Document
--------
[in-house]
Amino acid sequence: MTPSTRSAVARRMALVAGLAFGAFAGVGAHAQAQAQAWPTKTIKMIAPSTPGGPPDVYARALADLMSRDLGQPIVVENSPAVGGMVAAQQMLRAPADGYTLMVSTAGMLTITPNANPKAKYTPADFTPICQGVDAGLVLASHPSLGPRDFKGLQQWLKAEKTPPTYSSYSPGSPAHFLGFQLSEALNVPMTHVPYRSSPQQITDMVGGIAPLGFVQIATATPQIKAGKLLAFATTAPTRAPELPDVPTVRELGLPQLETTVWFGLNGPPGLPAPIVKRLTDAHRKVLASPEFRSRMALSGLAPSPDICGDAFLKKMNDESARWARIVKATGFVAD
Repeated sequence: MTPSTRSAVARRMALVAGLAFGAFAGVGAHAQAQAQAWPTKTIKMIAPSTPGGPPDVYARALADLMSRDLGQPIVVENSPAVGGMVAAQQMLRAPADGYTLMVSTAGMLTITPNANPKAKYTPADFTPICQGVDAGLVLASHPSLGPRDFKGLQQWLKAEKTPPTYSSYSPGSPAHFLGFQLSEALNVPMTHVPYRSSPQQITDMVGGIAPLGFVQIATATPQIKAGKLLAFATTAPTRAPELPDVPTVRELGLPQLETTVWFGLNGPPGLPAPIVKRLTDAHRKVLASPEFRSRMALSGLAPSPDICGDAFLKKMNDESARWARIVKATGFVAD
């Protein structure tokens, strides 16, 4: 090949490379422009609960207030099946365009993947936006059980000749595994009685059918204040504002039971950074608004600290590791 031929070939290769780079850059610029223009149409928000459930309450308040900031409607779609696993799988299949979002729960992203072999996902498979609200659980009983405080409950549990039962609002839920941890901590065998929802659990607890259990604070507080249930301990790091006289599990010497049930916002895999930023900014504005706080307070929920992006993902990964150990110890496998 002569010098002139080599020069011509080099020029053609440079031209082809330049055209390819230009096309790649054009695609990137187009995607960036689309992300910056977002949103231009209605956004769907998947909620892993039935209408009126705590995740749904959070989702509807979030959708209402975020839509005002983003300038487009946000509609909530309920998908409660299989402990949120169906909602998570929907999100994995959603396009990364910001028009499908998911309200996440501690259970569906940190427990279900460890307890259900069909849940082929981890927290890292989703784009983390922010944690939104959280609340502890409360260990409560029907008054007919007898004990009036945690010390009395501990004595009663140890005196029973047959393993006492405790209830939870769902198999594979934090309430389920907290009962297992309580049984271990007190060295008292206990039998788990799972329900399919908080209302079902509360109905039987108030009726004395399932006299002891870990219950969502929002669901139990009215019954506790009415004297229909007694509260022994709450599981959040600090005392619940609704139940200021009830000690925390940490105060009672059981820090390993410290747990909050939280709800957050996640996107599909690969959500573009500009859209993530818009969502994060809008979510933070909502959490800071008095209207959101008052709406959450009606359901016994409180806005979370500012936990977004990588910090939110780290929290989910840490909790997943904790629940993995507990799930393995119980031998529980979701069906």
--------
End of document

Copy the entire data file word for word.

[in-house]
Amino acid sequence: MTPSTRSAVARRMALVAGLAFGAFAGVGAHAQAQAQAWPTKTIKMIAPSTPGGPPDVYARALADLMSRDLGQPIVVENSPAVGGMVAAQQMLRAPADGYTLMVSTAGMLTITPNANPKAKYTPADFTPICQGVDAGLVLASHPSLGPRDFKGLQQWLKAEKTPPTYSSYSPGSPAHFLGFQLSEALNVPMTHVPYRSSPQQITDMVGGIAPLGFVQIATATPQIKAGKLLAFATTAPTRAPELPDVPTVRELGLPQLETTVWFGLNGPPGLPAPIVKRLTDAHRKVLASPEFRSRMALSGLAPSPDICGDAFLKKMNDESARWARIVKATGFVAD
Repeated sequence: MTPSTRSAVARRMALVAGLAFGAFAGVGAHAQAQAQAWPTKTIKMIAPSTPGGPPDVYARALADLMSRDLGQPIVVENSPAVGGMVAAQQMLRAPADGYTLMVSTAGMLTITPNANPKAKYTPADFTPICQGVDAGLVLASHPSLGPRDFKGLQQWLKAEKTPPTYSSYSPGSPAHFLGFQLSEALNVPMTHVPYRSSPQQITDMVGGIAPLGFVQIATATPQIKAGKLLAFATTAPTRAPELPDVPTVRELGLPQLETTVWFGLNGPPGLPAPIVKRLTDAHRKVLASPEFRSRMALSGLAPSPDICGDAFLKKMNDESARWARIVKATGFVAD
């Protein structure tokens, strides 16, 4: 090949490379422009609960207030099946365009993947936006059980000749595994009685059918204040504002039971950074608004600290590791 031929070939290769780079850059610029223009149409928000459930309450308040900031409607779609696993799988299949979002729960992203072999996902498979609200659980009983405080409950549990039962609002839920941890901590065998929802659990607890259990604070507080249930301990790091006289599990010497049930916002895999930023900014504005706080307070929920992006993902990964150990110890496998 002569010098002139080599020069011509080099020029053609440079031209082809330049055209390819230009096309790649054009695609990137187009995607960036689309992300910056977002949103231009209605956004769907998947909620892993039935209408009126705590995740749904959070989702509807979030959708209402975020839509005002983003300038487009946000509609909530309920998908409660299989402990949120169906909602998570929907999100994995959603396009990364910001028009499908998911309200996440501690259970569906940190427990279900460890307890259900069909849940082929981890927290890292989703784009983390922010944690939104959280609340502890409360260990409560029907008054007919007898004990009036945690010390009395501990004595009663140890005196029973047959393993006492405790209830939870769902198999594979934090309430389920907290009962297992309580049984271990007190060295008292206990039998788990799972329900399919908080209302079902509360109905039987108030009726004395399932006299002891870990219950969502929002669901139990009215019954506790009415004297229909007694509260022994709450599981959040600090005392619940609704139940200021009830000690925390940490105060009672059981820090390993410290747990909050939280709800957050996640996107599909690969959500573009500009859209993530818009969502994060809008979510933070909502959490800071008095209207959101008052709406959450009606359901016994409180806005979370500012936990977004990588910090939110780290929290989910840490909790997943904790629940993995507990799930393995119980031998529980979701069906």